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Tick removal

Ticks are small, insect-like creatures that live in woods and fields. They attach to you as you brush past bushes, plants, and grass. Once on you, ticks often move to a warm, moist location. They are often found in the armpits, groin, and hair. Ticks attach firmly to your skin and begin to draw blood for their meal. This process is painless. Most people will not notice the tick bite.

Ticks can be fairly large, about the size of a pencil eraser. They can also be so small that they are very hard to see. Ticks can transmit bacteria that can cause disease. Some of these can be serious.

Images

Lyme disease
Deer and dog tick
Tick imbedded in the skin

Considerations

While most ticks do not carry bacteria that cause human diseases, some ticks do carry these bacteria. These bacteria can cause:

First Aid

If a tick is attached to you, follow these steps to remove it:

  1. Use tweezers to grasp the tick close to its head or mouth. DO NOT use your bare fingers. If you don't have tweezers and need to use your fingers, use a tissue or paper towel.
  2. Pull the tick straight out with a slow and steady motion. Avoid squeezing or crushing the tick. Be careful not to leave the head embedded in the skin.
  3. Clean the area well with soap and water. Also wash your hands thoroughly.
  4. Save the tick in a jar. Watch the person who was bitten carefully over the next week or two for symptoms of Lyme disease (such as rash or fever).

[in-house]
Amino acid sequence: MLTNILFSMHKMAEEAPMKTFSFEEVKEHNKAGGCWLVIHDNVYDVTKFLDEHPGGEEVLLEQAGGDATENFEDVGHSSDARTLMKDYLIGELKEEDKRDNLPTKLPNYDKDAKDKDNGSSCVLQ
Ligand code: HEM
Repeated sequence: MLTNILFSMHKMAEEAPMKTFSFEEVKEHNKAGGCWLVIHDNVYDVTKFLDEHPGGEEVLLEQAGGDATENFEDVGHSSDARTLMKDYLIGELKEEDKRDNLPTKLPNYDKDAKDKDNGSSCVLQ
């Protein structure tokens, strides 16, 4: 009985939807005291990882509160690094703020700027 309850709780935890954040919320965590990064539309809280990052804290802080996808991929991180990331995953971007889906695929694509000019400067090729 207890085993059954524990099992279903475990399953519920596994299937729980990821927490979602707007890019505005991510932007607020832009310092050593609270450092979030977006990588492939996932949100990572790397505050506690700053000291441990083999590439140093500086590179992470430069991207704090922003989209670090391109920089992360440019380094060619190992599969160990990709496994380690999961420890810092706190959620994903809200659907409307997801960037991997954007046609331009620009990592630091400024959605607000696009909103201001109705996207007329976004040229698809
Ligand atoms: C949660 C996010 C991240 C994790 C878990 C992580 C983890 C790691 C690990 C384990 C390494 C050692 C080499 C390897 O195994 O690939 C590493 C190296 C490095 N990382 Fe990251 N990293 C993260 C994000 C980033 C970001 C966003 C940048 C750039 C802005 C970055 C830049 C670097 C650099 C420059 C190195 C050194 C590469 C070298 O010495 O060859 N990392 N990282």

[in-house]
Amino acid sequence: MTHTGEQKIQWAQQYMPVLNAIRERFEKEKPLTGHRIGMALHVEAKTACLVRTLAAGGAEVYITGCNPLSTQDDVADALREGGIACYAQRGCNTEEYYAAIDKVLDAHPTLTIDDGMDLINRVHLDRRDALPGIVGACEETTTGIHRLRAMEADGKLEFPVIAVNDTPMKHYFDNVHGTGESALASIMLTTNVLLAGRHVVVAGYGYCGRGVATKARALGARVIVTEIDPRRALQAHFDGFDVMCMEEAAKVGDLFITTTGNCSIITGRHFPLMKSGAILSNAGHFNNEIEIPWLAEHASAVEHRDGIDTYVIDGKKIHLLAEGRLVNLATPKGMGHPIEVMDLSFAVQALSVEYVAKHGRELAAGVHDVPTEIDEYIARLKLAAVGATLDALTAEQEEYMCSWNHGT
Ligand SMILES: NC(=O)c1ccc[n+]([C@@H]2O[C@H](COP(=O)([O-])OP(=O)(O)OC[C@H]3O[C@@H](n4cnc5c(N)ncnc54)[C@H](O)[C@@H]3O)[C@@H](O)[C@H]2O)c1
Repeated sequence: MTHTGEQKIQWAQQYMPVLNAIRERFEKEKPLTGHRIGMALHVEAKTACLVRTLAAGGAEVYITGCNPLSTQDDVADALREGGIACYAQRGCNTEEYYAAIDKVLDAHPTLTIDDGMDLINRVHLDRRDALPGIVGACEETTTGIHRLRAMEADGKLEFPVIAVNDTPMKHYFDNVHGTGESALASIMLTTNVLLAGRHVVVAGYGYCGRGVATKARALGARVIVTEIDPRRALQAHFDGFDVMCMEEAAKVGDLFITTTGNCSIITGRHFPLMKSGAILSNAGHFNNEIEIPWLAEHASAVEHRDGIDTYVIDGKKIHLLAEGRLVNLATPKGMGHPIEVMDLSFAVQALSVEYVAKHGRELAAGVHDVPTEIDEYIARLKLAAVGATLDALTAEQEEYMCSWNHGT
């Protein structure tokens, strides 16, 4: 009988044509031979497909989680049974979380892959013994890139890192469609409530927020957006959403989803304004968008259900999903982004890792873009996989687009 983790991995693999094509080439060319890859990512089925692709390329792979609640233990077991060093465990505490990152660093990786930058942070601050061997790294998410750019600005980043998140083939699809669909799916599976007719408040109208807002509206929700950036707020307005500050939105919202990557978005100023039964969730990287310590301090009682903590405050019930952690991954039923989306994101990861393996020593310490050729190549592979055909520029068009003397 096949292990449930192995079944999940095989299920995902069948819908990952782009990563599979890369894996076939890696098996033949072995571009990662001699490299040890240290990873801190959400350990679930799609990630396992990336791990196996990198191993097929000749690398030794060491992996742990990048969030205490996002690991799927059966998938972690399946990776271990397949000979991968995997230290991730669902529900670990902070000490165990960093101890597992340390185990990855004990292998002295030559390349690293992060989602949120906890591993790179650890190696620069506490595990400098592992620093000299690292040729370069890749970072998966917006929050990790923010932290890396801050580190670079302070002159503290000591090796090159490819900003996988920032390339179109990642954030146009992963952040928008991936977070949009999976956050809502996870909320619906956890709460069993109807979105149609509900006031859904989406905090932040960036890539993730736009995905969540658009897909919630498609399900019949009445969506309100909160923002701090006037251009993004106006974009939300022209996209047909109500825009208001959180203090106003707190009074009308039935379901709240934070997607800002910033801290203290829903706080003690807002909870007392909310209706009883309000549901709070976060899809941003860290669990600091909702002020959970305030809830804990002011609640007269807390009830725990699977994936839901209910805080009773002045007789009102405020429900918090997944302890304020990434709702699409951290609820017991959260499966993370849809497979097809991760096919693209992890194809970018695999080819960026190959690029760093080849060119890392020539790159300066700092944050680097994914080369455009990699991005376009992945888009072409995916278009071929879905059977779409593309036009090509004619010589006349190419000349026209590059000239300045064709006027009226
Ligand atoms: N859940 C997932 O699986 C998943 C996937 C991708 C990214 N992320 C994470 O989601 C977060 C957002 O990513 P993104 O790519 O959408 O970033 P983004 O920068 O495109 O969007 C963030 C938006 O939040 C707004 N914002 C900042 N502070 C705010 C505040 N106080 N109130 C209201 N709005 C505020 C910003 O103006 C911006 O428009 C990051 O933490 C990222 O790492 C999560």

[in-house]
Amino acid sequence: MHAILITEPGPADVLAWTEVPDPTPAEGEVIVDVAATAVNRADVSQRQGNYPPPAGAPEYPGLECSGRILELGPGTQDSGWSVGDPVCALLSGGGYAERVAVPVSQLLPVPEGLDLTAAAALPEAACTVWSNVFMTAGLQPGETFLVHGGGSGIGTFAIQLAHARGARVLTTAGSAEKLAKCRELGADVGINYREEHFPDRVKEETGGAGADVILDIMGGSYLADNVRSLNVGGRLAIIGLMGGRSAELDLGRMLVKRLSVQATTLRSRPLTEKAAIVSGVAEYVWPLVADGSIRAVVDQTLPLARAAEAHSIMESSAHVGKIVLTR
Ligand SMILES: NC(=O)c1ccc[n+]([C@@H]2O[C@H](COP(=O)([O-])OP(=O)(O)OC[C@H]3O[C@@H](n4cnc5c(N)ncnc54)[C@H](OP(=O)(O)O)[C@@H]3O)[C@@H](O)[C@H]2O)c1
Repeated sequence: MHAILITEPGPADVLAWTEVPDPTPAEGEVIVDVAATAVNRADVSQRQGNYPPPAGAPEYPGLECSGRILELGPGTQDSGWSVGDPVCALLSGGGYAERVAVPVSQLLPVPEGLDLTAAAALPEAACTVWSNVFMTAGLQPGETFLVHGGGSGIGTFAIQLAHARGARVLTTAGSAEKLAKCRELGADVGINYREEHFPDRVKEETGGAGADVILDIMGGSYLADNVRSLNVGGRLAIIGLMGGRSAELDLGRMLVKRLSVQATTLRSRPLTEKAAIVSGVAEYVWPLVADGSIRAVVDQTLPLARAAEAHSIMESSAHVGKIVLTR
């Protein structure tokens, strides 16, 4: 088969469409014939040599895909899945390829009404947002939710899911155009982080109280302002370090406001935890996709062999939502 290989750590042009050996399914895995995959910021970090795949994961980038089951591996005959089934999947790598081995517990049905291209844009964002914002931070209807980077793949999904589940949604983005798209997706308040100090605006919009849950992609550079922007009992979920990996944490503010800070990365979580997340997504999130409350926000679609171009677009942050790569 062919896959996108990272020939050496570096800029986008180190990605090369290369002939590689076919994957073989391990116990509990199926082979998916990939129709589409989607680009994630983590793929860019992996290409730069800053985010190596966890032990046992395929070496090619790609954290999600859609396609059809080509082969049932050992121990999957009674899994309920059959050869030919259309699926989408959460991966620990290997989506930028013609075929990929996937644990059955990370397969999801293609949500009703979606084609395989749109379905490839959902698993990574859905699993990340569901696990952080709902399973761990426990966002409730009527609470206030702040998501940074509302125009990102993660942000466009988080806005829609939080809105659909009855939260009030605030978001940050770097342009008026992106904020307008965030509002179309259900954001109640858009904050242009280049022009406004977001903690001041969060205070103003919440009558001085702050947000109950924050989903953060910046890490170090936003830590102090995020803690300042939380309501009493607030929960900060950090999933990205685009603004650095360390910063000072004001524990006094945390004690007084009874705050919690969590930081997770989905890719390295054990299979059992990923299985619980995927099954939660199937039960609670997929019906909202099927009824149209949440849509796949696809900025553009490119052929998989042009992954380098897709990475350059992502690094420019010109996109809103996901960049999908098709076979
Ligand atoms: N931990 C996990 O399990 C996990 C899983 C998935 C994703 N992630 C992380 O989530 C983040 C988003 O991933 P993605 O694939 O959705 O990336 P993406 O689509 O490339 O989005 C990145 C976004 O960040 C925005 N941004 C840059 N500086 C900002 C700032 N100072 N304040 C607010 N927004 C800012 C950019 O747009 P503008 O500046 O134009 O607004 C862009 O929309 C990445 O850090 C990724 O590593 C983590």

5. If all parts of the tick can't be removed, get medical help. Bring the tick in the jar to your doctor appointment.

Do Not

When to Contact a Medical Professional

Call your doctor if you have not been able to remove the entire tick. Also call in the days following a tick bite if you develop:

Call 911 if you have any signs of:

Prevention

To prevent tick bites:

After returning home:

References

Bolgiano EB, Sexton J. Tickborne illnesses. In: Walls RM, Hockberger RS, Gausche-Hill M, eds. Rosen's Emergency Medicine: Concepts and Clinical Practice. 9th ed. Philadelphia, PA: Elsevier; 2018:chap 126.

Cummins GA, Traub SJ. Tick-borne diseases. In: Auerbach PS, Cushing TA, Harris NS, eds. Auerbach's Wilderness Medicine. 7th ed. Philadelphia, PA: Elsevier; 2017:chap 42.

Diaz JH. Ticks, including tick paralysis. In: Bennett JE, Dolin R, Blaser MJ, eds. Mandell, Douglas, and Bennett's Principles and Practice of Infectious Diseases, Updated Edition. 8th ed. Philadelphia, PA: Elsevier Saunders; 2015:chap 298.

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Review Date: 1/3/2019  

Reviewed By: Jatin M. Vyas, MD, PhD, Assistant Professor in Medicine, Harvard Medical School; Assistant in Medicine, Division of Infectious Disease, Department of Medicine, Massachusetts General Hospital, Boston, MA. Also reviewed by David Zieve, MD, MHA, Medical Director, Brenda Conaway, Editorial Director, and the A.D.A.M. Editorial team.

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